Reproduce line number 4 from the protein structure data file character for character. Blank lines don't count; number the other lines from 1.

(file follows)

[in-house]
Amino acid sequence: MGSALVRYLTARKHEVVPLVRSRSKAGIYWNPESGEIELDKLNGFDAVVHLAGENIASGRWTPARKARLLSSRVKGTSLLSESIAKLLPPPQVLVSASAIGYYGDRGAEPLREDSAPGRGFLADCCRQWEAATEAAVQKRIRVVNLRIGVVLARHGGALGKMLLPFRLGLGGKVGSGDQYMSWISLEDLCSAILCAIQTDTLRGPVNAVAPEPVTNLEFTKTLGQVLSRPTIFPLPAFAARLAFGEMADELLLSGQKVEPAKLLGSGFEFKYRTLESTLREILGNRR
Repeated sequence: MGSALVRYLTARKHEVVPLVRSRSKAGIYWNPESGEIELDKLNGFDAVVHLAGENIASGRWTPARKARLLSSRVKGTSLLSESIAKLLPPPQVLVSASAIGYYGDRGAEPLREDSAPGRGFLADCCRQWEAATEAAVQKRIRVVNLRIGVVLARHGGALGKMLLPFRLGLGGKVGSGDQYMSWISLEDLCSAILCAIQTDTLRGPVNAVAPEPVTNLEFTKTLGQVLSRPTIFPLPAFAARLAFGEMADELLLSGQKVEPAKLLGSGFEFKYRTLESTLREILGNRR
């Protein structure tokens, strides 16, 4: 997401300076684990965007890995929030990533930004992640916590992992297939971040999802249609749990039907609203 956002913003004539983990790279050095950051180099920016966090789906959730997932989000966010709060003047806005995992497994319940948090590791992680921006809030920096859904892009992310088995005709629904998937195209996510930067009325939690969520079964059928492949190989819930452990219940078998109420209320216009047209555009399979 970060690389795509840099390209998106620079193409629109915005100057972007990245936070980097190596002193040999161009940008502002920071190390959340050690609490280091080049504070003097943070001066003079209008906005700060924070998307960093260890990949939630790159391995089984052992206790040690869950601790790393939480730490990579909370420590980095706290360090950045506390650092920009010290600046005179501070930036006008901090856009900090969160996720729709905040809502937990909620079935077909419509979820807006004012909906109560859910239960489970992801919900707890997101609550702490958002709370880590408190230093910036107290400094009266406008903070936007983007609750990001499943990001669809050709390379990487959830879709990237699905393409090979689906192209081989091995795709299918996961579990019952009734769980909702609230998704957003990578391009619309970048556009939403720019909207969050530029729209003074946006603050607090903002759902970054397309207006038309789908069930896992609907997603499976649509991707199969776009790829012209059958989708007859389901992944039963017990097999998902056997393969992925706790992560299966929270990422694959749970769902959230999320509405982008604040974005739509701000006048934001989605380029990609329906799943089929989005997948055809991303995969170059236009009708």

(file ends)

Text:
């Protein structure tokens, strides 16, 4: 997401300076684990965007890995929030990533930004992640916590992992297939971040999802249609749990039907609203 956002913003004539983990790279050095950051180099920016966090789906959730997932989000966010709060003047806005995992497994319940948090590791992680921006809030920096859904892009992310088995005709629904998937195209996510930067009325939690969520079964059928492949190989819930452990219940078998109420209320216009047209555009399979 970060690389795509840099390209998106620079193409629109915005100057972007990245936070980097190596002193040999161009940008502002920071190390959340050690609490280091080049504070003097943070001066003079209008906005700060924070998307960093260890990949939630790159391995089984052992206790040690869950601790790393939480730490990579909370420590980095706290360090950045506390650092920009010290600046005179501070930036006008901090856009900090969160996720729709905040809502937990909620079935077909419509979820807006004012909906109560859910239960489970992801919900707890997101609550702490958002709370880590408190230093910036107290400094009266406008903070936007983007609750990001499943990001669809050709390379990487959830879709990237699905393409090979689906192209081989091995795709299918996961579990019952009734769980909702609230998704957003990578391009619309970048556009939403720019909207969050530029729209003074946006603050607090903002759902970054397309207006038309789908069930896992609907997603499976649509991707199969776009790829012209059958989708007859389901992944039963017990097999998902056997393969992925706790992560299966929270990422694959749970769902959230999320509405982008604040974005739509701000006048934001989605380029990609329906799943089929989005997948055809991303995969170059236009009708």